A rapt crowd of more than 60 area professionals serving the needs of victims of domestic violence heard Caddo Parish District Attorney James E. Stewart Sr. detail Wednesday the ways his office is tackling that concern.

“In our society we have people who are preyed upon, and for some reason it tends to be children and women,” he told the monthly meeting of the Caddo/Bossier Domestic Violence Task Force at Ernest’s Orleans Restaurant in Shreveport. “That’s just a reality. … When I left the DA’s office in 1990, domestic abuse was a problem. When I came back in 2015 it was still a societal issue we have yet to come to grips with.”

His remarks, lasting just under a half hour, were followed by a lively question-and-answer session that touched on issues ranging from billboards around town detailing services the office offers, to a new multi-parish Family Justice Center that just opened in Bossier City.

The new District Attorney, elected to that post late last year after decades as an appeals and district judge and prosecutor, elaborated on expansions to his office and exploration of new ways to deal with a more constrained fiscal environment, points he touched on Monday when he kicked off Sexual Assault Awareness Month and National Crime Victims’ Rights Week. He was keynote speaker at an event organized by the Caddo Parish Sheriff’s office and the U.S. Attorney’s office in Shreveport held at the U.S. District Court House in downtown Shreveport.

“What we do is about relationships, our ability to relate to one another,” he said, citing Corinthians’ charge for people to be true to those to whom they have sworn faith. “Domestic abuse comes out of relationships.”

He cited the need to improve communications between the people who work the difference aspects of abuse case, from the arrest and investigation to prosecution and follow-up with victims to ensure there are no delays that can prove harmful to the victims or justice.

“There’s a gap between time an offender gets in the system and the time we can get resources to the (victim),” he said. “We want to lessen that gap. We don’t want people to feel alone.

“The challenge we have is developing new frontiers to go forward to deal with old problems. We have to prosecute the cases we have and we have to develop news ways to deal with old problems.”

He details the challenges that face law officers and prosecutors, such as new laws and procedures that require the arrest of offenders, as opposed to earlier practices where an officer could take immediate action to solve a problem, and the thorny issues of domestic violence where a person who is a victim later comes forward to plead the case for the offender.

“Those are the dynamics we deal with,” he said. “We want to connect to the victim, let them known they are loved, (but we) want to put them into a situation to let them deal with everyday life while their case is going through the system. We are trying to connect all those dots and it takes time.”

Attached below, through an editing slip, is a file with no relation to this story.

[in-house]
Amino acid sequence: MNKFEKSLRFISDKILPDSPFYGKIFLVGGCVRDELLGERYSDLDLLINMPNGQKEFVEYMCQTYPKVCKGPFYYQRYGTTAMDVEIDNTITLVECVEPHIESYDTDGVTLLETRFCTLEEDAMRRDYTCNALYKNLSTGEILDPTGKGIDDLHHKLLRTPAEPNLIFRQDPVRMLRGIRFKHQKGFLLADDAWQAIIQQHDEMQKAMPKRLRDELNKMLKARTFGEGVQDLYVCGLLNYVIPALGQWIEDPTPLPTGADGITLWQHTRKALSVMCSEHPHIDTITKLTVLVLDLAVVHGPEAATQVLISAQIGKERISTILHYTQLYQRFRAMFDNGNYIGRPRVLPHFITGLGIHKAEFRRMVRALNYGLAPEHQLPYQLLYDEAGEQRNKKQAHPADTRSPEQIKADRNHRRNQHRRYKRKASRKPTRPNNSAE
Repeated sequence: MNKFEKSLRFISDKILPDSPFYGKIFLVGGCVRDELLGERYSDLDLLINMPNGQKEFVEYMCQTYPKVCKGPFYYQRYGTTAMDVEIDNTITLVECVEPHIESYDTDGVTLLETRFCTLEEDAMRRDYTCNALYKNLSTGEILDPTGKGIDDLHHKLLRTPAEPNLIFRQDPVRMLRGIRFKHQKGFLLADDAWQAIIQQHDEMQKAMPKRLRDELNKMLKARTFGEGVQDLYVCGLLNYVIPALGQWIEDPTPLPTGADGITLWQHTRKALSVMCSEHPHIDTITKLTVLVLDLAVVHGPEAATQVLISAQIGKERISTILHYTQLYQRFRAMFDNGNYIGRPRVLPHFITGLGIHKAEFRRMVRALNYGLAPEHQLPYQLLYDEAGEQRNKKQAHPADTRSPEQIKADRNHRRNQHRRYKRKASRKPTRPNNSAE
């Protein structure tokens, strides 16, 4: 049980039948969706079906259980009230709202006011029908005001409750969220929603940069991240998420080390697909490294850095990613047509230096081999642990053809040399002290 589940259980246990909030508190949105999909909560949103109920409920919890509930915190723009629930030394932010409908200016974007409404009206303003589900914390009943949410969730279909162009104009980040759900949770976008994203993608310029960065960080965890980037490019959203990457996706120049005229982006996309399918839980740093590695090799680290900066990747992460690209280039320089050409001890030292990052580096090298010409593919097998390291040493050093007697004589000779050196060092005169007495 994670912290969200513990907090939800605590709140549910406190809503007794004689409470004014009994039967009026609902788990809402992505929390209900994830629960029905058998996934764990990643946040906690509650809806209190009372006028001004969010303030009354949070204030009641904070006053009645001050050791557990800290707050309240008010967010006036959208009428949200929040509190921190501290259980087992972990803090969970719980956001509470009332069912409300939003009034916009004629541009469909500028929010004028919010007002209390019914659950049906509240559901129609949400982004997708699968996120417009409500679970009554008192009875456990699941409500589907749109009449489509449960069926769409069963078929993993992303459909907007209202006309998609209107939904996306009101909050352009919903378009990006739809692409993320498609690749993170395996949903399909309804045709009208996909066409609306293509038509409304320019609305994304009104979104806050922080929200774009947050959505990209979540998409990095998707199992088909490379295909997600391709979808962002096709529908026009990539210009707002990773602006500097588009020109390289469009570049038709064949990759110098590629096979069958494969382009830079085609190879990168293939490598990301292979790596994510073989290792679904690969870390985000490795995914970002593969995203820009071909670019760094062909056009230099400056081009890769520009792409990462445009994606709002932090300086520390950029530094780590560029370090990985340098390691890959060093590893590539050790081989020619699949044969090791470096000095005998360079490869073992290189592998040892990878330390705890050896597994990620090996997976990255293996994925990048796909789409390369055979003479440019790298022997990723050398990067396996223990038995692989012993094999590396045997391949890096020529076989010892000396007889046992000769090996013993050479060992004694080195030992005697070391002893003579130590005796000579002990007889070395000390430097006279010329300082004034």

He shared some sobering statistics with the crowd:

• In 2015, Caddo Parish processed 125 charges for sexual assault and rape, 568 charges for domestic violence related crimes, and 64 charges for stalking (including cyber-stalking).

• Also in 2015, the total number of charges of sexual assault, domestic violence, dating violence and stalking in Caddo Parish was 757.

• Louisiana ranked  9th in the nation for females murdered by males in 2013.

• Between 2006 and 2014, the Shreveport Police Department reported 18 domestic violence deaths with a firearm, and the Caddo Parish Sheriff’s Office reported 3 such deaths, for a total of 21 deaths.

“We are in the process of evaluating those cases,” he said, explaining that older cases in which parties might have worked out issues or danger no longer exists are being culled so diminished funding and  resources can be more appropriately allocated to pressing cases. “I believe we need to do something different. We need to resolve these.”

With those numbers in mind, he detailed his office’s new Special Victims Unit and introduced its members to the meeting.

“It’s in its infancy now,” he said. “This is an ever-growing deal.”

Wednesday’s lunch meeting was part of a series of events this week focusing on the victims of crime and domestic violence.

At 3 p.m. Thursday, Stewart will take part in a reception for his staff in the Caddo Parish Courthouse, 501 Texas St., Shreveport, to honor the memory of the late Caddo Parish DA and former District Judge Charles Rex Scott II, whose family will present the office with his portrait. The image will hang in the Francis P. Bickham Building, 525 Marshall St., along with those of earlier Caddo Parish district attorneys.

The reception will be held in conjunction with National Crime Victims’ Rights Week that started with Monday’s ceremony at the federal courthouse. It is observed annually to honor crime victims and survivors and highlight the unique issues that can arise from their experiences. Facilitation is through the U.S. Department of Justice’s Office for Victims of Crime, http://ovc.ncjrs.gov/ncvrw/

The reception is for employees of the Caddo Parish District Attorney’s office. Media interested in covering the event should contact Leone Fitzgerald, director of the First Judicial District Victim Assistance Program, at (318) 226-5916, Ext. 1.